Want to Win the Lottery? Join a Very Big Crowd

Have you ever wondered what it would be like to win the lottery? Like to buy a few tickets when the Powerball number gets really big? According to Derek Thompson, you are far from alone.

Writing for The Atlantic, Thompson reports that residents of the 43 states in which lotteries are legal spent a cool $70 billion on lotto games. If that sounds like a lot, it should. It averages out more than $230 per person in those states, or $300 per adult.

But if that’s not shocking enough, Thompson points out that $70 billion is more than all Americans spent on sports tickets, books, video games, movie tickets, and recorded music sales combined. If we think kids are prone to spend too much time on their Playstations, what should we think of our collective obsession with the lottery?

Nor is this a completely benign obsession. Thompson reports that a disproportionate number of players come from lower income brackets, even citing one study that found local lottery ticket sales rise with poverty, while movie ticket sales do not. “In other words,” he writes, “lotto games are not merely another form of cheap entertainment. They are also a prayer against poverty.”

But regardless of whether we’re rich or poor, very few of us remain content with how much money we have. Thus we’re all too willing to spend a few bucks for what might be the answer to all our problems, or so we think. Never mind that it doesn’t take an accounting wizard to figure out that playing the lottery is a remarkably bad investment. To continue Thompson’s metaphor: when we play, our “prayers” are very seldom answered.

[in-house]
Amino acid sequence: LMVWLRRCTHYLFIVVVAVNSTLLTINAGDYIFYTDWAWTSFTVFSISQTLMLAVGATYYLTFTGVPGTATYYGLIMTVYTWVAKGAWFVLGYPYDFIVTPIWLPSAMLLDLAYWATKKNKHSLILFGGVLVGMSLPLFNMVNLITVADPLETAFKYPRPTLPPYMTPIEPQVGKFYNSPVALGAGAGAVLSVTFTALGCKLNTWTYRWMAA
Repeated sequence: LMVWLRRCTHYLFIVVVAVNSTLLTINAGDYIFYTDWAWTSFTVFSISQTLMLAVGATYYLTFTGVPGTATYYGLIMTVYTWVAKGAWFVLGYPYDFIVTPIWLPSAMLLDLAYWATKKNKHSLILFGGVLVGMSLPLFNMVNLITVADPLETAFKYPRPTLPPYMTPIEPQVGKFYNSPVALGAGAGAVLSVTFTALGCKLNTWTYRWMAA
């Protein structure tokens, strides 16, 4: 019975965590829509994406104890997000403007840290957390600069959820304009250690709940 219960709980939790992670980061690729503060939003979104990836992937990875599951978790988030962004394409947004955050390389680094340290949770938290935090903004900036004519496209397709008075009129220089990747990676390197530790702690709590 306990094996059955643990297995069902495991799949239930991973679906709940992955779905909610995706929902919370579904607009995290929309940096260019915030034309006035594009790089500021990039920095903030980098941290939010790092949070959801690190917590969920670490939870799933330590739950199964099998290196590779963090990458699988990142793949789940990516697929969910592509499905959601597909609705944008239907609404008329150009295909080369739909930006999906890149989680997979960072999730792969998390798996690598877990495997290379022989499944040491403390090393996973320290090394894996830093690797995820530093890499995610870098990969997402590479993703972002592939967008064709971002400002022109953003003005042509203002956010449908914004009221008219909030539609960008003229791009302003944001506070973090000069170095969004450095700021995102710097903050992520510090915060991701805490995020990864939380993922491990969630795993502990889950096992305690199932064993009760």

In fact, our approach to the lottery can sometimes look like the kind of foolish, self-defeating behavior that the Bible associates with idolatry (read Isaiah 44:9-20 for an example). And before we pat ourselves on the back too quickly if we don’t play the lottery, we should realize there are plenty of other things we spend our money on with the vain hope of supplying that missing something in our lives.

Contrast all this with a remarkable statement from Paul in 2 Corinthians 9:8: And God is able to bless you abundantly, so that in all things at all times, having all that you need, you will abound in every good work.

A few point to wrap things up:

1. Notice where Paul directs the Corinthians to look for blessing. Unlike our idols that promise much but always fail to deliver, God is the one who is actually able to provide.

2. To be clear, Paul isn’t preaching a “name it and claim it” gospel. He says that God will work so that the Corinthians will have all that they need, not necessarily everything that they want.

3. Still, if God is the one determining what we truly need, we know that he does so in perfect wisdom. Doesn’t it make sense to want what he thinks we need? On the other hand, if he doesn’t think we need something, why should we?

4. Not that God is stingy. In fact, Paul piles up words to say the opposite: “And God is able to bless you abundantly, so that in all things at all times, having all that you need, you will abound in every good work.” In the end, God will never be in anyone’s debt. Instead, I imagine we’ll look back and marvel at just how much grace he demonstrated to each of us.

5. Knowing all of this is not the same as living it out. Lord, help us consistently to turn from whatever idols we’re tempted to place our hopes in, so that we may find in you what we’ve been looking for all along.

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